Cults of OHS: A Cultural Perspective

RACHEL FINKELSTEIN & NAYA GHIRDARRY

Oceanside High School is known for its three main “cults:” World Interest Club ( WIC), Marching Band, and Thespians. For some students, encountering these groups can be intimidating, but now we have the inside scoop on what it’s really like to be an esteemed member of these clubs.

image2-2The most notoriously known cult of OHS has to be WIC. Some people perceive WIC as being exclusive and full of inconceivably smart students. However those on the inside claim there is more than meets the eye. Josena Joseph, a member of WIC, describes how the club is not only academic, but about understanding global issues in attempt to better the world. She says, “…you put yourself in other people’s shoes, other countries’ shoes, what other politicians feel, and you…analyze why they feel that way…I feel…as high school students it is so important to…dive past your area of comfort.” She even went on to elaborate about the importance saying “it’s our job, it’s our responsibility to not just worry about how we feel all the time.” Furthermore, the people in this club work hard and towards self-improvement, as club advisor Ms. Block discusses. But like all clubs, she describes the close-knit relationship between the members who share these common interests. Joseph adds, “…[People] don’t realize that we are not there because it just looks good on our applications. We’re not there because we enjoy doing the extra work. We’re there because things like this actually matter to us.”

image1-2Now you may only recognize the marching band from the football games. However, they too consider themselves a community. Megan Bernowich, a member of the marching band, believes the band acts as a “unit, being one with everyone and cooperating.” Mr. Vetter, the advisor, preaches “pride, class, and dignity” to the group. He says he “[gets to] teach them something that is a lifelong lesson. Many of the people that are in marching band take it with them all the way until they graduate and through their life, they’re still friends.” Although the marching band may be viewed as people who just play instruments, the band and color guard are instilled with values that they bond over and will carry throughout the rest of their lives.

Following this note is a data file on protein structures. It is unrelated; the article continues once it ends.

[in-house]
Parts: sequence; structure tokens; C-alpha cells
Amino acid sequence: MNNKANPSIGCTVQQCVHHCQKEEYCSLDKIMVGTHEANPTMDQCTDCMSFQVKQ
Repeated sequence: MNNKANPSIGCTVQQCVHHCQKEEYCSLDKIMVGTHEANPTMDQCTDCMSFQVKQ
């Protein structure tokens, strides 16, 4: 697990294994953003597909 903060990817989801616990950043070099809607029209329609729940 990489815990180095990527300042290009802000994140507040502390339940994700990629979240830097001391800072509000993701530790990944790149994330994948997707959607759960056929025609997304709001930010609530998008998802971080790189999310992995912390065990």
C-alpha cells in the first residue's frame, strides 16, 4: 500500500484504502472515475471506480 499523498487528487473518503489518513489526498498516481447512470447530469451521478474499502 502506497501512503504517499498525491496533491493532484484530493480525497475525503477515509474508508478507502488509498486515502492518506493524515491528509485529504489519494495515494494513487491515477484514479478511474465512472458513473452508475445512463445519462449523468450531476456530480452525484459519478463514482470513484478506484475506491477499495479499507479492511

The actors: we view them as the lively and dynamic cult. However, Thespian Julia   Feldis  explains  how even she was intimidated by the group’s close friendships at first. She defies this preconceived notion image1-1by stating, “…you are more than welcome to join our family.”  This family bonds over their love for the theatre. The advisor of the Thespians, Mrs. Gallo, says, “They all have their own unique spark, and all unique talents, and I get to figure out ways to bring those talents out and let them show them to the world.” The Thespians do more than just sing and dance, and they are able to incorporate their interests into their productions.

 

Clearly these groups are all very different, but they have one thing in common: a place they can be themselves. Daniel Stark, Thespian and member of the marching band, and Andrew Carlins, Thespian and member of WIC, describe their groups as supporting communities who embrace their different talents. Student Jui Patel agrees with “Persons appear to us according to the light we throw upon them from our own minds.” (Wilder) by saying that it takes courage to show pride in your interests even though some people won’t agree with them. But we must accept and not discriminate based on how people may seem at the first glance.  In fact we should appreciate that these groups all exist and thrive here at OHS. These clubs provide a place for displaying these talents that others can connect over. They are not cults, they are homes.

Thank you to Mrs. Block, Mr. Vetter, Mrs. Gallo, Josena Joseph, Megan Bernowich, Julia Feldis, Daniel Stark, Andrew Carlins, and Jui Patel for their contributions to this article.

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